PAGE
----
This is some dumb sweet anglo teacher who wanted to see the world and do good after a shockinigly painful divorce that was bad enough she left her home and family and country or origin and fled to a freaking Muslim state, who set out to parts Muslim to teach children English in order to feel like she was doing good in the world — that she could do something meaningful in the world, a small item her ex-husband, parents, and blood sucking children apparently could not see in her but which she still hoped was there. So off she went. And, after having her parents, her husband, her blood sucking children suck the life out of her, after setting out on this road to do good, she was tripped up by… wait for it… children.

    Kids are mean and have a wicked sense of humor. So. In a classroom, she pulled out a freaking plush toy, [wow mistake of the century numer one], and the “children” helpfully suggested she name it Mohammed. And dumb git that she was, she did.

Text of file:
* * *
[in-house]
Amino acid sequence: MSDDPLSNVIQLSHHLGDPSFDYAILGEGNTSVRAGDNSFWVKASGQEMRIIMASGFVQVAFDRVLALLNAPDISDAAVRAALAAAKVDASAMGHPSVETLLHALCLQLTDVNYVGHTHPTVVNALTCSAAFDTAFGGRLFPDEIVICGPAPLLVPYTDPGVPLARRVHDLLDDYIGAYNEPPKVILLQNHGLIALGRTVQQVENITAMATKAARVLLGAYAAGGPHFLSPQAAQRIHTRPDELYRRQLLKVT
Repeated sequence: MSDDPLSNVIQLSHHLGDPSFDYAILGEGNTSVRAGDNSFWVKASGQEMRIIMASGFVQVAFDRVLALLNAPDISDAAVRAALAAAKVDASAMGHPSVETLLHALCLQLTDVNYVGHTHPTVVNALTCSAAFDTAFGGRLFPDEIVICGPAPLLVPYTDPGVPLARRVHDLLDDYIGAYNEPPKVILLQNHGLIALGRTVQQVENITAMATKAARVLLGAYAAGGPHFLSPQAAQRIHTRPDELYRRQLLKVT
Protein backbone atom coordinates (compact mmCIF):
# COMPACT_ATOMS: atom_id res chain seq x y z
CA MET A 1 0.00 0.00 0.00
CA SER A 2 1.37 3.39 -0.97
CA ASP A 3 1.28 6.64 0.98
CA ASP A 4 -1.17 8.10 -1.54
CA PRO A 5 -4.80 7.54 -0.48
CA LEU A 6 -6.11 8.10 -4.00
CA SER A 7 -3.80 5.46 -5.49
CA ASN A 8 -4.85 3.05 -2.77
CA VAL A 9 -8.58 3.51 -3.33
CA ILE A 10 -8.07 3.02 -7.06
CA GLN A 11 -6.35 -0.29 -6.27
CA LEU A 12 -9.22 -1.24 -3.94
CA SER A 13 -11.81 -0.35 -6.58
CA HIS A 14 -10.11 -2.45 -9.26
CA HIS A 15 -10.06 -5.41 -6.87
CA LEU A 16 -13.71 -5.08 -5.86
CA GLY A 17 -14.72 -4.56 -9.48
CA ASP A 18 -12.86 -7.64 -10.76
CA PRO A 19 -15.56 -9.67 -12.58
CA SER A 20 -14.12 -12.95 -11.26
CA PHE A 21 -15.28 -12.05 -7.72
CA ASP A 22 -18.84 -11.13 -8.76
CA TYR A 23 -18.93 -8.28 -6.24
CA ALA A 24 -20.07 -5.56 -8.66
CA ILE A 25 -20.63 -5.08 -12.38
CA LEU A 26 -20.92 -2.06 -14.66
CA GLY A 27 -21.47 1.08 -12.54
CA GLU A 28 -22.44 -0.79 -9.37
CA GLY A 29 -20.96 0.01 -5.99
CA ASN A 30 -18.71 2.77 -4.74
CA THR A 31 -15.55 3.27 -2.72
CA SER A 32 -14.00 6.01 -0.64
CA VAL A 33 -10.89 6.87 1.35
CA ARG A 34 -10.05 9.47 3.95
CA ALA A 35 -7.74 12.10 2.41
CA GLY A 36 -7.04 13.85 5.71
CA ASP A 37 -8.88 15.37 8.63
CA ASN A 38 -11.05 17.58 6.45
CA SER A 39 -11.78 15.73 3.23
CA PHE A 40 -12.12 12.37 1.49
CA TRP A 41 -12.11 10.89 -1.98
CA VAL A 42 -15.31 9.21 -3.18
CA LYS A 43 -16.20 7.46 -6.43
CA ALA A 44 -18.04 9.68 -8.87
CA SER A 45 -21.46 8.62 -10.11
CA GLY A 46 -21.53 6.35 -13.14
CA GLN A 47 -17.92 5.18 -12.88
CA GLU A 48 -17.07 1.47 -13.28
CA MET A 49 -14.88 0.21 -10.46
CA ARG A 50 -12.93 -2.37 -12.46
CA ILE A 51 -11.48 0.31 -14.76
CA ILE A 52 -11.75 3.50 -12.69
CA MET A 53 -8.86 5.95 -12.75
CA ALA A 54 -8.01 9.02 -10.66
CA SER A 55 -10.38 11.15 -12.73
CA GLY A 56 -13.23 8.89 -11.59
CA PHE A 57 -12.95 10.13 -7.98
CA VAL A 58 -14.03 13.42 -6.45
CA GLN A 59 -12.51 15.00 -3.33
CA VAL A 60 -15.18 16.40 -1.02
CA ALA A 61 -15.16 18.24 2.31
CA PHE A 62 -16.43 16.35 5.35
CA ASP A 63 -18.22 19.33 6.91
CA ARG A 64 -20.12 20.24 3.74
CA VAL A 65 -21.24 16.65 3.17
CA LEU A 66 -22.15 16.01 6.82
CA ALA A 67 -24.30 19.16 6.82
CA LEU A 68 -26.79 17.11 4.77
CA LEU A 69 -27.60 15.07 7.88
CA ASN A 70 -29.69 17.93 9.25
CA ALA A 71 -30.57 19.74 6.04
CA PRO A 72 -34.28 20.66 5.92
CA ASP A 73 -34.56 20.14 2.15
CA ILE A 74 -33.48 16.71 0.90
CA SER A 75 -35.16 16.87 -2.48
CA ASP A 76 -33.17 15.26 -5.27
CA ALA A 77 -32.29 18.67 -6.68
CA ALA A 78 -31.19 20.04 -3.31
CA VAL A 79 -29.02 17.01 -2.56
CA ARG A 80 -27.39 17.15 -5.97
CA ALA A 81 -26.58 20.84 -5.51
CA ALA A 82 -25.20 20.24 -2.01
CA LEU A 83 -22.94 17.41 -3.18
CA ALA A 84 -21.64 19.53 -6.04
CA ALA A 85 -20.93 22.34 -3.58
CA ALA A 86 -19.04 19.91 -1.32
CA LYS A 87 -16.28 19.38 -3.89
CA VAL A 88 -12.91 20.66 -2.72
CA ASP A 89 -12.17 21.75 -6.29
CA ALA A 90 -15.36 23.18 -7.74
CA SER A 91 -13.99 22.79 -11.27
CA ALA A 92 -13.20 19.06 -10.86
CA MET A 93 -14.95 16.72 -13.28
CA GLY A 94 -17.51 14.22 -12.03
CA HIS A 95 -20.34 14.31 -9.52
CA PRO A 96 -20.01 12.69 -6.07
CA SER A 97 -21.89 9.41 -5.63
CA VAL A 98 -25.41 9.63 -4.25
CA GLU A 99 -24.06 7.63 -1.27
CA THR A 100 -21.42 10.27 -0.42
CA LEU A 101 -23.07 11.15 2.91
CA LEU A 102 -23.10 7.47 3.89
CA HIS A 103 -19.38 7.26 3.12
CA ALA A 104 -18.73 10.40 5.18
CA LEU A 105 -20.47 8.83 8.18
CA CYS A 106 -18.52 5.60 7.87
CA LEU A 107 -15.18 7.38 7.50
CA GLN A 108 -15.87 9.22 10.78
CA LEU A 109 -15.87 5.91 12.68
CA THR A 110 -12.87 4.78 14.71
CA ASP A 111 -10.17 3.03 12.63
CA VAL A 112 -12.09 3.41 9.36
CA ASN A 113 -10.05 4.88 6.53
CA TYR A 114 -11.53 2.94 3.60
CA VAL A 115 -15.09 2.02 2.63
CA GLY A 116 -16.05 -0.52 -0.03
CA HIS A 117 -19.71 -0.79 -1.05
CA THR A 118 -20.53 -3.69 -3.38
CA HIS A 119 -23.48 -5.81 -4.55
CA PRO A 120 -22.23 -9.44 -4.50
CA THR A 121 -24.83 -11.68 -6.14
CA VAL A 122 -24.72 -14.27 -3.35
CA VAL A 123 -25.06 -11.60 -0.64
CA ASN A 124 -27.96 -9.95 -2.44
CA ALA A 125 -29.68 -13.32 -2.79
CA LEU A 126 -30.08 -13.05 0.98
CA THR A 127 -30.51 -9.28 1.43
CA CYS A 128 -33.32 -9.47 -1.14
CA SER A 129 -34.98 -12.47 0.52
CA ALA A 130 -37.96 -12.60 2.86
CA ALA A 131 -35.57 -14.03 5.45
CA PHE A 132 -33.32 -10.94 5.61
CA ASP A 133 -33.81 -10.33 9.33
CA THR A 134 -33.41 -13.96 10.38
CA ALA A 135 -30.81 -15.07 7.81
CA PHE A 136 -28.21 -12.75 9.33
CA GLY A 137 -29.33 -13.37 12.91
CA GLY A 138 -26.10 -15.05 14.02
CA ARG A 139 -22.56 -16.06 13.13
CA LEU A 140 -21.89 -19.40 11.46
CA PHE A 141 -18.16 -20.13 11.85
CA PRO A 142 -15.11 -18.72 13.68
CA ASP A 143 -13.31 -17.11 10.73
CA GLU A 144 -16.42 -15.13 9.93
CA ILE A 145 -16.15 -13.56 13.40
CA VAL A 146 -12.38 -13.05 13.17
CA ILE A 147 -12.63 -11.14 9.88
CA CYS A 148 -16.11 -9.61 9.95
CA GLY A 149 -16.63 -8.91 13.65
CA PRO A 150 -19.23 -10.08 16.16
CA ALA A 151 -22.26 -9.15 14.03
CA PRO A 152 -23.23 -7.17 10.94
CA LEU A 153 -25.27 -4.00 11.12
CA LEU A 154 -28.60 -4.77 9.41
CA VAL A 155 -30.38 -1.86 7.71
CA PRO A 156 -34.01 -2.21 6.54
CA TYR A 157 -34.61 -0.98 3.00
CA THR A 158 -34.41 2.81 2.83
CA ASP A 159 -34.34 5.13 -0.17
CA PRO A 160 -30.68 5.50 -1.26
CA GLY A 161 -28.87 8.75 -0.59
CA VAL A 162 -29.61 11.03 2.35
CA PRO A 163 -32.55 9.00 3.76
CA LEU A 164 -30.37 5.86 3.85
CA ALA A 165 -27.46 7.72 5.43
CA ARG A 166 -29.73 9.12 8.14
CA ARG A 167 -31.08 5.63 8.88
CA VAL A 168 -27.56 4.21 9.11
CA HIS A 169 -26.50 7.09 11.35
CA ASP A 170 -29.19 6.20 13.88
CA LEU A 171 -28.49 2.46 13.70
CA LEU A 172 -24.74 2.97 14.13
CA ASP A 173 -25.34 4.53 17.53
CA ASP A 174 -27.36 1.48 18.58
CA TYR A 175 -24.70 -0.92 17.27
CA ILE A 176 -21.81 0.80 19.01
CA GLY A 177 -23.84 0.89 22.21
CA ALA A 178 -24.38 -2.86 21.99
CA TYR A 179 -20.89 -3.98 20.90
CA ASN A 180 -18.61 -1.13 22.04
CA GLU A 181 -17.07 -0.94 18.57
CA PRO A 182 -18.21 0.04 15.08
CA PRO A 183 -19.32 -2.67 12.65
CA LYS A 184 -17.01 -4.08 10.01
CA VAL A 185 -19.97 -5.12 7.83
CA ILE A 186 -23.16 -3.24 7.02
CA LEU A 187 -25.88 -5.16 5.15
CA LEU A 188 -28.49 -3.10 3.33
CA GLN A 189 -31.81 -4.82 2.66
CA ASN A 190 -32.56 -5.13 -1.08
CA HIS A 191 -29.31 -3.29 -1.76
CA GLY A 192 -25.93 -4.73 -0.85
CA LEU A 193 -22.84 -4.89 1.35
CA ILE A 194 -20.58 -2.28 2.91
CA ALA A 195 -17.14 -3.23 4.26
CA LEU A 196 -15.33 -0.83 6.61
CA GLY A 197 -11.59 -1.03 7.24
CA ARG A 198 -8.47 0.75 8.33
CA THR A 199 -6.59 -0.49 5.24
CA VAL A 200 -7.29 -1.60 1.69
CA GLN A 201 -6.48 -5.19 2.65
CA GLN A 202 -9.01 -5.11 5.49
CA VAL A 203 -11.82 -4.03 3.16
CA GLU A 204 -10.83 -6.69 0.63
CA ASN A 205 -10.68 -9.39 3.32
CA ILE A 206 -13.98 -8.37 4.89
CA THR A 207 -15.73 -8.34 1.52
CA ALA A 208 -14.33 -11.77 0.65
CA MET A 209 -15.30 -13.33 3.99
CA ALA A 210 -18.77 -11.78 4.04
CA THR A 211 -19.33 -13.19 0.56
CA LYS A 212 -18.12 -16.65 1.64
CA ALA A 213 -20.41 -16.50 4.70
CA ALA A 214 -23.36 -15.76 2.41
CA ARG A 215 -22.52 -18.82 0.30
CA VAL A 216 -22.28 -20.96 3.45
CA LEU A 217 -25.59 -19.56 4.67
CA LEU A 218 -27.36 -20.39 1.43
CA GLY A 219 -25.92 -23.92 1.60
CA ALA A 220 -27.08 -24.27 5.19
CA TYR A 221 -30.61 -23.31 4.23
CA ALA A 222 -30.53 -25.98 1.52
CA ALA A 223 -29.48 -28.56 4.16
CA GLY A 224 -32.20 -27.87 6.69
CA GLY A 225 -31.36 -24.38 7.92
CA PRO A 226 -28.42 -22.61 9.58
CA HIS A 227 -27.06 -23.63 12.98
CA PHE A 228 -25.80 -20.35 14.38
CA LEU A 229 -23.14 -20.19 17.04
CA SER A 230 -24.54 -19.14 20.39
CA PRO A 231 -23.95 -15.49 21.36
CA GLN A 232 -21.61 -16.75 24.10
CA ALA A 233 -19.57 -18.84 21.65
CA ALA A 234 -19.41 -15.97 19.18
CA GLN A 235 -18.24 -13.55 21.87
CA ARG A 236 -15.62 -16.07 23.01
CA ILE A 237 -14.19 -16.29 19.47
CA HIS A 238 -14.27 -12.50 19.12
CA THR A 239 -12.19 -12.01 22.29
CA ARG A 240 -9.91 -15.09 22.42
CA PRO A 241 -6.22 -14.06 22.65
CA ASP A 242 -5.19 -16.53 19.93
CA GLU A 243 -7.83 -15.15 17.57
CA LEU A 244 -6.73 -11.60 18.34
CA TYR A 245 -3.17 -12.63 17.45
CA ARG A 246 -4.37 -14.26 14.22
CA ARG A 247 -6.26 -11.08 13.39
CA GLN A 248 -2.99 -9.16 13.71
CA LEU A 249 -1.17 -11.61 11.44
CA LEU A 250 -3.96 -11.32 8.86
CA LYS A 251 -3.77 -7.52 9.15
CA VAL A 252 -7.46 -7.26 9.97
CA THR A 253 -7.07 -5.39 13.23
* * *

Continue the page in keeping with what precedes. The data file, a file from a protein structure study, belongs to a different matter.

It was a very mean joke. Suggest a name so wrong to the dumb white chick teaching the class. They probably considered it an in class joke she would never get. just something they could laugh about every time they saw that bear and watched her talk about it by name.

    Unfortunately, someone outside the classroom heard about it.

    To me this all just means kids in other nations are just as freaking mean and vicious and stupid as they are here.

    Way to go, Muslim State Peeps. You suck too.

  19. Wow, major typoes. Apparently my last two hours on the phone with Time Warner ironing out that small two and a half freaking month old “glitch” in their service contract for a damn phone is taking its toll on me.

  20. Phone plans will do that to people.